And yet, the Rays are cruising to 1st place in possibly the best division in baseball, and Twins are gutting it out again with a bunch of 23 year old kids making 15 cents a day.

As with all things in Minnesota, you have to measure them on a different rubric. I can't see these Twins going too far in the post-season (but I love their chances next year), but right now, all of this is good enough that I don't really care. For late-season fights for the pennant are the Minnesota version of playoffs anyway.

*Yes, I know in the grand scheme of life no baseball is actually meaningful, but in the context of things, etc...

Tuesday, September 23, 2008

Mainstream Criminology and Market Failures

I'm TA-ing for Intro to the American Criminal Justice System right now, and as much as it's an interesting class, the content is a bit different from how I would teach it. For in this class, the students are learning about two mainstream theories of crime -- Order Maintenance Policing (OMP) and Collective Efficacy.

Basically, OMP says that if you aggressively police small crimes like vandalism and loitering, it sends a message that crime is not welcome and will prevent bigger crimes from happening. Despite some very thorough and convincing research that this doesn't actually work, it sounds like it makes intuitive sense. On the other side of things, collective efficacy holds that the more social cohesion there is in the neighborhood, the less likely people are to commit crimes because they see that everyone is committed to a safe neighborhood and won't tolerate illegal activities.

Now, there are tons of problems with both of these theories (for instance, use either of them to explain Enron to me), but the biggest problem is that they both rest on a highly punitive theory that sees people as rationally calculating actors who will commit crimes if it's more profitable than legal activity and vice-versa. Therefore, we just need to raise the costs of doing crime (longer jail sentences, etc.) and people will stop committing criminal acts.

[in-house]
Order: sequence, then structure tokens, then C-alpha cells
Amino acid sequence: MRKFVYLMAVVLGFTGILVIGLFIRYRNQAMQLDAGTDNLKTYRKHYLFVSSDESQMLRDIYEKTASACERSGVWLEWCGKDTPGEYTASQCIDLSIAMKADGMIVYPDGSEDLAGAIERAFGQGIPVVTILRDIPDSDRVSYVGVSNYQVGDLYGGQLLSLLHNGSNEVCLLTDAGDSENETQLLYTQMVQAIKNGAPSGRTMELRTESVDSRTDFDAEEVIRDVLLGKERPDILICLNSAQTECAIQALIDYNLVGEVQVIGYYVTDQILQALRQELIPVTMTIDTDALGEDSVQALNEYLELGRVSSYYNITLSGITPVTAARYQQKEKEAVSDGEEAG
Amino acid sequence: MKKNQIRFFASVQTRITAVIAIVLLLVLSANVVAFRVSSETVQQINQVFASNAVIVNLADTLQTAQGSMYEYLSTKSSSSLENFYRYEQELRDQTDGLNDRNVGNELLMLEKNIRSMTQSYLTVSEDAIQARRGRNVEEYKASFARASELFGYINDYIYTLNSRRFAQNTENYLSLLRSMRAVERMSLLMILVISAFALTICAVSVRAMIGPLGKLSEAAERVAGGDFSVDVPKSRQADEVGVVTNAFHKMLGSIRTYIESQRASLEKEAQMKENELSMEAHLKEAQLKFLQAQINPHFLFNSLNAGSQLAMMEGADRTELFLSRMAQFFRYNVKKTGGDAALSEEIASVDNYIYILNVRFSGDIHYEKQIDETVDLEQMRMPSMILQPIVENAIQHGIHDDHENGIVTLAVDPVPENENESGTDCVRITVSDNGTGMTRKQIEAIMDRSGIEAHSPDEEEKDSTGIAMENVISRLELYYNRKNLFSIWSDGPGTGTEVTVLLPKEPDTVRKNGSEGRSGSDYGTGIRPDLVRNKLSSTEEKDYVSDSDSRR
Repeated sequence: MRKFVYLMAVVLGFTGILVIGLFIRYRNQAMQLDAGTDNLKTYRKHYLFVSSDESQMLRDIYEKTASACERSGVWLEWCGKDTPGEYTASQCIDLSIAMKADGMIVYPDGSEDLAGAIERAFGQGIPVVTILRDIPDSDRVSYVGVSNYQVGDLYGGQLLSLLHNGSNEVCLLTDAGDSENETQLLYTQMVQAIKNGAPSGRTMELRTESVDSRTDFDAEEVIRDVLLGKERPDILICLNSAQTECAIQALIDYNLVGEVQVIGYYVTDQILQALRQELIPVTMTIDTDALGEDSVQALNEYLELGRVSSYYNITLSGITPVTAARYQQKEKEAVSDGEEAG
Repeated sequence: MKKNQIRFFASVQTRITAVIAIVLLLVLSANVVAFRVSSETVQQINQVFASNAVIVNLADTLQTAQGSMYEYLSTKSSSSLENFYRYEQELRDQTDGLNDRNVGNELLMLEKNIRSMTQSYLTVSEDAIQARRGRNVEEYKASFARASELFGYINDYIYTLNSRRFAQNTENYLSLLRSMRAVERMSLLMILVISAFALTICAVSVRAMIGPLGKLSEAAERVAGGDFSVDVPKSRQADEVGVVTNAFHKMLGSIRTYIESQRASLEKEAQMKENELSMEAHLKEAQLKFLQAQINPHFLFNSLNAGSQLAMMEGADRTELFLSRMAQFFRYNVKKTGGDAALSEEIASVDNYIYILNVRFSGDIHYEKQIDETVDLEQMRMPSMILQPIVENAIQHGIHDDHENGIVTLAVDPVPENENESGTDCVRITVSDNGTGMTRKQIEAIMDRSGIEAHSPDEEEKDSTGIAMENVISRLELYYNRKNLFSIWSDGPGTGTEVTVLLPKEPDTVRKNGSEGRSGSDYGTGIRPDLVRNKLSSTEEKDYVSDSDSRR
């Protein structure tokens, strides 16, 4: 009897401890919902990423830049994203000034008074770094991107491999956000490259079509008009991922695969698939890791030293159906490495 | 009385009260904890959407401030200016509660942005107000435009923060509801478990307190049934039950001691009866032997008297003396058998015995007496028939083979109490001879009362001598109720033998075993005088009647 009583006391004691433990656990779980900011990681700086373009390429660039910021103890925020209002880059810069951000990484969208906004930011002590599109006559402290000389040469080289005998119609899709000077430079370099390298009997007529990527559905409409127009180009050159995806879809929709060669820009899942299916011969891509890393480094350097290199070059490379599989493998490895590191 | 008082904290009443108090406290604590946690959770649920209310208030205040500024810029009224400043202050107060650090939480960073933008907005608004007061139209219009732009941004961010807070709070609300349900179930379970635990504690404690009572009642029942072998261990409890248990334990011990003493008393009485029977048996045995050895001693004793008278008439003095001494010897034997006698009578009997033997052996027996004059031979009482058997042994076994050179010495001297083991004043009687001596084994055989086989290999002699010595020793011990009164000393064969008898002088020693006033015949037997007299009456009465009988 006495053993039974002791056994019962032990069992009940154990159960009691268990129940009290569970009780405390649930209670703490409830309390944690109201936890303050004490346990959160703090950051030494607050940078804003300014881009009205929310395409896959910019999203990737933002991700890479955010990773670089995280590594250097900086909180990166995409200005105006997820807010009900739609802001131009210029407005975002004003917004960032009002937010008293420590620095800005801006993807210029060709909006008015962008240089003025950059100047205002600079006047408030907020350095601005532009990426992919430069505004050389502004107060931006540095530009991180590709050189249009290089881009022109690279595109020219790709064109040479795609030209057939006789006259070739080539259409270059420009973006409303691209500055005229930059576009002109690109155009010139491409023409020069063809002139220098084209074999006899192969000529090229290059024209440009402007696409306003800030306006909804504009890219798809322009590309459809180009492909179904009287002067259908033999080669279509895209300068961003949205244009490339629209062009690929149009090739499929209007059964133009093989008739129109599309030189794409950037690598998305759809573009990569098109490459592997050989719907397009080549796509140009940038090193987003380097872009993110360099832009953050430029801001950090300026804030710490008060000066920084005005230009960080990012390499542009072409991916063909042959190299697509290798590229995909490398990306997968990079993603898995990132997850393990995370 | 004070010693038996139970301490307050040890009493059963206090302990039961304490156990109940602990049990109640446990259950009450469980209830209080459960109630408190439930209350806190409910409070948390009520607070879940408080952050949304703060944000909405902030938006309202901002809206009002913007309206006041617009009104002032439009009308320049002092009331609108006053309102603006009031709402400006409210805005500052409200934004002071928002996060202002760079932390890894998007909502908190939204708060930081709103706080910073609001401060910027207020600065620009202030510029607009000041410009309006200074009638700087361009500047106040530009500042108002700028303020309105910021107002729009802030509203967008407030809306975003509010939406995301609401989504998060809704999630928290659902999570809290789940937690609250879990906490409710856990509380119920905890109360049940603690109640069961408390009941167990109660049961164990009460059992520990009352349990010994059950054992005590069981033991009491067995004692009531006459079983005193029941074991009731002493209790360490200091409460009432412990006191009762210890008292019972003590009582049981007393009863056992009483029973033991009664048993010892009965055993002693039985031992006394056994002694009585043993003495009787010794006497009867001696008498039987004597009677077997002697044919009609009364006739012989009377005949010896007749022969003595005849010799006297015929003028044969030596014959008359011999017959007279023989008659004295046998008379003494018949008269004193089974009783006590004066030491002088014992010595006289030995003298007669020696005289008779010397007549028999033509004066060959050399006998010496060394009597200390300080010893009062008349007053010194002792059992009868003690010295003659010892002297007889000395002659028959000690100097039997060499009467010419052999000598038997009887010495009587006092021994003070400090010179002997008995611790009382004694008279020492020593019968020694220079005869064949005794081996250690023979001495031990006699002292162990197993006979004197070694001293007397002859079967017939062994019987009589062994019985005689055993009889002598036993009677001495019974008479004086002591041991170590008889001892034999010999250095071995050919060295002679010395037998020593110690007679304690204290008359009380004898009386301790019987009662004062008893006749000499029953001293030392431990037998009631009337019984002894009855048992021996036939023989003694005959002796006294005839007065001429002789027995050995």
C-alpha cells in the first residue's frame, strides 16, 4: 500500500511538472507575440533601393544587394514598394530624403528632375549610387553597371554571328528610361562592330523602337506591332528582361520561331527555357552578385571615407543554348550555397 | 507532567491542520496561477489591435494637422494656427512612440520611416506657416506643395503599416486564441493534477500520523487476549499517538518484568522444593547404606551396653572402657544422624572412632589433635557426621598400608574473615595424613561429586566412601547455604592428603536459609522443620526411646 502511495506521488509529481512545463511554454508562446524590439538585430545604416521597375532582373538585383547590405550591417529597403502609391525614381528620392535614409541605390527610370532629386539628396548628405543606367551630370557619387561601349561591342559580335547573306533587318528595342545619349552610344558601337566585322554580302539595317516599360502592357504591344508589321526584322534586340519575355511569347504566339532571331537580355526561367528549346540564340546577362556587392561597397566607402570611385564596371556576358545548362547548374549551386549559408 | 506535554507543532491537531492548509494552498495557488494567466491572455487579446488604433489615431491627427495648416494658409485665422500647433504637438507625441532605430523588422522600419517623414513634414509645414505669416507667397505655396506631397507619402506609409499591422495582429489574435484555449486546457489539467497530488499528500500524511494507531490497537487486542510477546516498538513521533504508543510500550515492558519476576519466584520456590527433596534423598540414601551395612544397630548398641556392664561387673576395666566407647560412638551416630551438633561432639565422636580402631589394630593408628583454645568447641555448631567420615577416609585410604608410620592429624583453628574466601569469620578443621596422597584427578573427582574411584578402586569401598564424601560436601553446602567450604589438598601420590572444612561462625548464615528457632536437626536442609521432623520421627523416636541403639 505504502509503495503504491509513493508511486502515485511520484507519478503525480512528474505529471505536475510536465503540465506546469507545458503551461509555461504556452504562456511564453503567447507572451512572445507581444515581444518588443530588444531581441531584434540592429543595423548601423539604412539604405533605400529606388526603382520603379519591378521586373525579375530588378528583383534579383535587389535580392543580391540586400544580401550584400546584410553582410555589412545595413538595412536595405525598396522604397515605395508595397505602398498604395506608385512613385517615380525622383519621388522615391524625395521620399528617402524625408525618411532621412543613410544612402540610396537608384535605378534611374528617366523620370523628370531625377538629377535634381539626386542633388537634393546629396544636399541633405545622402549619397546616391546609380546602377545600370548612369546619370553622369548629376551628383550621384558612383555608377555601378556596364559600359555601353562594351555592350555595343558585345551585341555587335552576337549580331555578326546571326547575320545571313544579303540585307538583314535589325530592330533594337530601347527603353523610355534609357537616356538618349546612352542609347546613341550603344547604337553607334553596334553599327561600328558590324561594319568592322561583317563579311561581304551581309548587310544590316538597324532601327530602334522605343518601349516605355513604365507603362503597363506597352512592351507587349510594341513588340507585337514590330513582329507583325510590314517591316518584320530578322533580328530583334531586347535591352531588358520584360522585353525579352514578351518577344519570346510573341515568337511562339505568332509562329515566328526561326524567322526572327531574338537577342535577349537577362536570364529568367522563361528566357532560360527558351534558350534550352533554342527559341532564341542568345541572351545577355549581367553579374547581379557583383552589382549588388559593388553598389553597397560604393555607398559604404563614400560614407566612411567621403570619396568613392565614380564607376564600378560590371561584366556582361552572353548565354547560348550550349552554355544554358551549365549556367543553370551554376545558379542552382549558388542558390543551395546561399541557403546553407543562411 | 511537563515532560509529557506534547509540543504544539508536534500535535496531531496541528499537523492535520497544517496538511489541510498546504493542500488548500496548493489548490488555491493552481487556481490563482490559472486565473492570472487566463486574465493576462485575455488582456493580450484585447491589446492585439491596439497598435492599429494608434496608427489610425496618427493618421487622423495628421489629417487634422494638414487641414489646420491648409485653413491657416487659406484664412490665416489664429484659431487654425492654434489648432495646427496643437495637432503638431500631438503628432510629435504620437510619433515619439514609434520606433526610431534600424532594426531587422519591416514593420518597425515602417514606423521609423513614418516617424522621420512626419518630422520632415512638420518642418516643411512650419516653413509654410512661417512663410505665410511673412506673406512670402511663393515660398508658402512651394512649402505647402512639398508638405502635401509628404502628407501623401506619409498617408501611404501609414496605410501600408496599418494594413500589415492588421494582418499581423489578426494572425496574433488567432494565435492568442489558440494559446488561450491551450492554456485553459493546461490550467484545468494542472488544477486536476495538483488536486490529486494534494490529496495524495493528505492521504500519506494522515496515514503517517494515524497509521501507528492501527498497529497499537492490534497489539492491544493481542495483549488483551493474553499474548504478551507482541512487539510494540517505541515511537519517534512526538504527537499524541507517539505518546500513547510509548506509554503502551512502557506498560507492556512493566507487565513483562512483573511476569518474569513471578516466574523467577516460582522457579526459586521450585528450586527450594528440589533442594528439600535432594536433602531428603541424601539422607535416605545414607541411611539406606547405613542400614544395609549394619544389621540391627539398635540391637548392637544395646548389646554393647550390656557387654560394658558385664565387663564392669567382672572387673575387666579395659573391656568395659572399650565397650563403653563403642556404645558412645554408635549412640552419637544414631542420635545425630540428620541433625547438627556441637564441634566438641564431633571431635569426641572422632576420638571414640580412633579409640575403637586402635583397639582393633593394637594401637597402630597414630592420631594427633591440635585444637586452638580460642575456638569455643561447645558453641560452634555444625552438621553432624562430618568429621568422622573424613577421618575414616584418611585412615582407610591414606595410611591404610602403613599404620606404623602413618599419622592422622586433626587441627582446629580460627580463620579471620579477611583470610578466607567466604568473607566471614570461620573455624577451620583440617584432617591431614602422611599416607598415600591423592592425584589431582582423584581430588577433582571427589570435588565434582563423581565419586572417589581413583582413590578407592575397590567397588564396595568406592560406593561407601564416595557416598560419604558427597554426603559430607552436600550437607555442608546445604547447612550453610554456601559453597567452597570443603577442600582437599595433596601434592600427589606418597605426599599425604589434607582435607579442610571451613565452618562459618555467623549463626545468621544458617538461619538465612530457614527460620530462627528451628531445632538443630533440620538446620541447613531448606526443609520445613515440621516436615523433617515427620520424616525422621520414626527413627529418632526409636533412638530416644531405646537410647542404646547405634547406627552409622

Of course, such a line of logic completely misses the fact that most property crimes are committed because the person in question has no other choice. It's not like they're weighing the options of a Harvard MBA versus mugging people. They're much more likely to be weighing starvation and homelessness against mugging people.

But an even bigger problem with such logic is that those who spout it know full damn well it doesn't work and are clearly only using it as a way to round up the poor and minorities, providing cheap prison labor, easy scapegoats, a roll-back of the civil rights movement, and a whole host of other disingenuous motives.

And how am I able to make such audacious claims about their motives? Because when the criminals are wealthy elites, suddenly the logic flies right out the window, as the above cartoon illustrates. For the poor we can't have rehabilitation instead of prison, as the conservatives argue, because it will make people dependent on the state and not punish them for their crimes. However, when you purposefully commit illegal acts and create a national financial crisis, you get $700 billion, which of course in no way encourages future criminal action. No, it sends the strong message that white collar crime will not be accepted.

So let that be a message to you, future CEOs of America: if you act criminally and fuck up the entire nation's financial system, we will harshly punish you by giving you hundreds of billions of dollars. So please, walk the straight and narrow.

Monday, September 22, 2008

Two Short Plays About the American Economy